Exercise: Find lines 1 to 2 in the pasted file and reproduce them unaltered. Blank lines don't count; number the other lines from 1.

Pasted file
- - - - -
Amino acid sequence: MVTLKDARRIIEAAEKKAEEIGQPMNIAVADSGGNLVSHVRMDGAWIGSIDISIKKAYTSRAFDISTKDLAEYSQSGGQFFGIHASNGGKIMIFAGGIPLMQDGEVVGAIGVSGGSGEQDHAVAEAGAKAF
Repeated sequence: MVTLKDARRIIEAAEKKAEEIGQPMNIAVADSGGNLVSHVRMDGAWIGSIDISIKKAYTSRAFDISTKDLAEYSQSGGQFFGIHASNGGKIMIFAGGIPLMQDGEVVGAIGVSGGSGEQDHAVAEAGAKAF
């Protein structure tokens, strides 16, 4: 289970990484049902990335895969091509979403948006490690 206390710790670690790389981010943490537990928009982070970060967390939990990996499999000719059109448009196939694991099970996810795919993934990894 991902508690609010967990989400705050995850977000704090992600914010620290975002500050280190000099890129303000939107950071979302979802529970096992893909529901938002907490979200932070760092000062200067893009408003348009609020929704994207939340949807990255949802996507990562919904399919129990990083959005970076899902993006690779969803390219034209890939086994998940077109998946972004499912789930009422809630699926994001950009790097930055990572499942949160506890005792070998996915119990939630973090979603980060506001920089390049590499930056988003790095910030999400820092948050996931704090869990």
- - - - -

Amino acid sequence: MVTLKDARRIIEAAEKKAEEIGQPMNIAVADSGGNLVSHVRMDGAWIGSIDISIKKAYTSRAFDISTKDLAEYSQSGGQFFGIHASNGGKIMIFAGGIPLMQDGEVVGAIGVSGGSGEQDHAVAEAGAKAF
Repeated sequence: MVTLKDARRIIEAAEKKAEEIGQPMNIAVADSGGNLVSHVRMDGAWIGSIDISIKKAYTSRAFDISTKDLAEYSQSGGQFFGIHASNGGKIMIFAGGIPLMQDGEVVGAIGVSGGSGEQDHAVAEAGAKAF